From Matane and Bonaventure, Quebec to Prince Edward Island, Nova Scotia and New Brunswick, belugas seem to be everywhere this spring. Since the start of the year, the Quebec Marine Mammal Emergency Response Network (QMMERN) has identified around ten cases of belugas outside their normal range, both in Quebec and in the Maritimes. Although vagrant belugas keep the QMMERN busy at the start of every season, the number of cases is particularly high this year.
In summer, belugas are normally found in the upper Estuary, upstream of Forestville on the north shore and Rimouski on the south shore. So when a beluga is observed in the Gaspé or any farther east in the middle of June, it means that it is very far from its family.
Thus, in addition to being in unusual places, belugas outside the area are often solitary, which worries QMMERN experts. Indeed, when isolated from their peers, gregarious-by-nature belugas tend to develop sociable behaviours with objects or humans, which makes them more vulnerable to accidents. For example, a beluga that repeatedly interacts with boat propellers in a harbour may let down its guard and no longer perceive the danger normally associated with moving boats. This is why it is important to give the beluga its space and not interact with it, in order to increase the chances that it will find other members of its species.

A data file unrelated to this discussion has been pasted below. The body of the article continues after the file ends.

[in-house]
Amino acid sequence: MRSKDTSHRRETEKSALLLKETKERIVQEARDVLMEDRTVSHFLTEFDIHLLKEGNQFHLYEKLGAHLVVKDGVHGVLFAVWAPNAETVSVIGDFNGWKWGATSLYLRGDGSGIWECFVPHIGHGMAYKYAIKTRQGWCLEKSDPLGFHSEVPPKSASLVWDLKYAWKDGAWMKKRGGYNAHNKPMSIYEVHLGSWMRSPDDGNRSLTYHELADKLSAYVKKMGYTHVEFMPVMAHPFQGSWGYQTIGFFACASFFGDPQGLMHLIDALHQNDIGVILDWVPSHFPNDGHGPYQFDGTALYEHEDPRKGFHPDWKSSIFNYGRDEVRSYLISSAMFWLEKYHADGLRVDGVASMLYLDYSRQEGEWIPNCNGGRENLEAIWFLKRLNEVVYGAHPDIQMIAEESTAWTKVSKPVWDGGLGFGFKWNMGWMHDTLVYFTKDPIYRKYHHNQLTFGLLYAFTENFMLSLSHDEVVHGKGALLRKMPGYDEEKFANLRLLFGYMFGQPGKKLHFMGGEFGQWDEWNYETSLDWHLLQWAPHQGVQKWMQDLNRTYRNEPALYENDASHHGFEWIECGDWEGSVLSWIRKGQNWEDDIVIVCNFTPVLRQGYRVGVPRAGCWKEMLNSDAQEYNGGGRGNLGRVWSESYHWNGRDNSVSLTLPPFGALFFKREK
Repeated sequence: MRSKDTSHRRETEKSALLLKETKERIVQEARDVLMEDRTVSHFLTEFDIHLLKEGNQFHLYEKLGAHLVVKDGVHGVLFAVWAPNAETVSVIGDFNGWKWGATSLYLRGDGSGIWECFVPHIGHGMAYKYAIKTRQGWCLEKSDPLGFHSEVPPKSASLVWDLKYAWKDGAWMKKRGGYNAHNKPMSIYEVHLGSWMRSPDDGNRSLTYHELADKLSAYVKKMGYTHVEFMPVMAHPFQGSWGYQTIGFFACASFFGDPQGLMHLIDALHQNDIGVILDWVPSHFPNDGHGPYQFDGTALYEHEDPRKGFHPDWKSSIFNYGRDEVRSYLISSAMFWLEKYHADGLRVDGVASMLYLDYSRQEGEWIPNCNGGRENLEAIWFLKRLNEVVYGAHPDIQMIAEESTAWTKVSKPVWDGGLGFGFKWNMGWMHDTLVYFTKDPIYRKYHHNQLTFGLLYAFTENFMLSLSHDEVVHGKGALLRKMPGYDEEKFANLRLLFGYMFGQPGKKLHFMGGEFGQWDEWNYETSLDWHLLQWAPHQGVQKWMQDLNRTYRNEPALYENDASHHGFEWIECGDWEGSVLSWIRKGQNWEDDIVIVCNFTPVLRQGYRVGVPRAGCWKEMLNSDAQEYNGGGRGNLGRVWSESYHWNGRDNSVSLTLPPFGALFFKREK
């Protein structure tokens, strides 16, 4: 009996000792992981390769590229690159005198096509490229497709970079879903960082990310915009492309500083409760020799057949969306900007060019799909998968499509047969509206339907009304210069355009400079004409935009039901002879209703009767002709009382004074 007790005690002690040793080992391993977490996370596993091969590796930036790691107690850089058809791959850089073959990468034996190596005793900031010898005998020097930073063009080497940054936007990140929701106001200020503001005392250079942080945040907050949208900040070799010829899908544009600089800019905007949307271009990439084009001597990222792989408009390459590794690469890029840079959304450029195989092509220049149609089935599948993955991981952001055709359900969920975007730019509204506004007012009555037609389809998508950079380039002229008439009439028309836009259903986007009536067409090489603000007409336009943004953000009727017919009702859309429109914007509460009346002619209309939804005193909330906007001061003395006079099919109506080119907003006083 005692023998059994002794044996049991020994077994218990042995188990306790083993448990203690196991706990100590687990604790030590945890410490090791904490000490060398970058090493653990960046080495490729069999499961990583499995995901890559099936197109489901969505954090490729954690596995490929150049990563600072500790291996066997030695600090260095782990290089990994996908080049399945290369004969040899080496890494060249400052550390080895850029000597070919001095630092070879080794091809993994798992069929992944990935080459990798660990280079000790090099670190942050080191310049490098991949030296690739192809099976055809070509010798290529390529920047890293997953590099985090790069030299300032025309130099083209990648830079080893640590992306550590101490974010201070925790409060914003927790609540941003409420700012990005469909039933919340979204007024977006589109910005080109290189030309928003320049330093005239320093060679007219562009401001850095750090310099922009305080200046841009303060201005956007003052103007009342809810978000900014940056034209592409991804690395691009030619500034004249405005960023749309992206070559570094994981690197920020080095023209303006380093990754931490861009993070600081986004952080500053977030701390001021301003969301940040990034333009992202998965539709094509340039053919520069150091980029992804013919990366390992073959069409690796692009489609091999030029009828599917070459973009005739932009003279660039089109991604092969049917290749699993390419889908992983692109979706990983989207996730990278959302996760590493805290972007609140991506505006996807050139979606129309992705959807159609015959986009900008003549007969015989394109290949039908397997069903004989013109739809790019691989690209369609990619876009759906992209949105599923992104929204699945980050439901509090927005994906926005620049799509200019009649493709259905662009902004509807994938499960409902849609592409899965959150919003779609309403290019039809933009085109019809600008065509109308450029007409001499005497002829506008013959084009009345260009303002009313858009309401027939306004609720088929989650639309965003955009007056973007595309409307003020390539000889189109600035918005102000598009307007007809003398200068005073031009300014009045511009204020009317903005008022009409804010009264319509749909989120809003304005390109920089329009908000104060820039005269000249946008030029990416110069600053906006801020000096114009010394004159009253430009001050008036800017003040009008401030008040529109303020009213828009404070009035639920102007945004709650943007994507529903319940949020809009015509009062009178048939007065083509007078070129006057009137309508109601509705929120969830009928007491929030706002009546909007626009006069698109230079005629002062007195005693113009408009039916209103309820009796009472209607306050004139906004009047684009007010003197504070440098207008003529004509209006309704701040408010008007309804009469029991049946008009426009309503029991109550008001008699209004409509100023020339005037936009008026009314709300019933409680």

Additionally, these wandering belugas sometimes develop a routine and an attachment to a port or marina. Over time, they therefore become less and less inclined to leave and their troubling stay is extended. This is the case of a beluga that lingered in the port of Matane for almost a month. First observed in late May, it was seen almost every day thereafter by QMMERN volunteers and fishermen. Fortunately, it ultimately left on his own!
Why do some belugas venture so far?
Belugas aren’t the only whales to roam widely. The many stories of stray whales show that these situations are not altogether abnormal.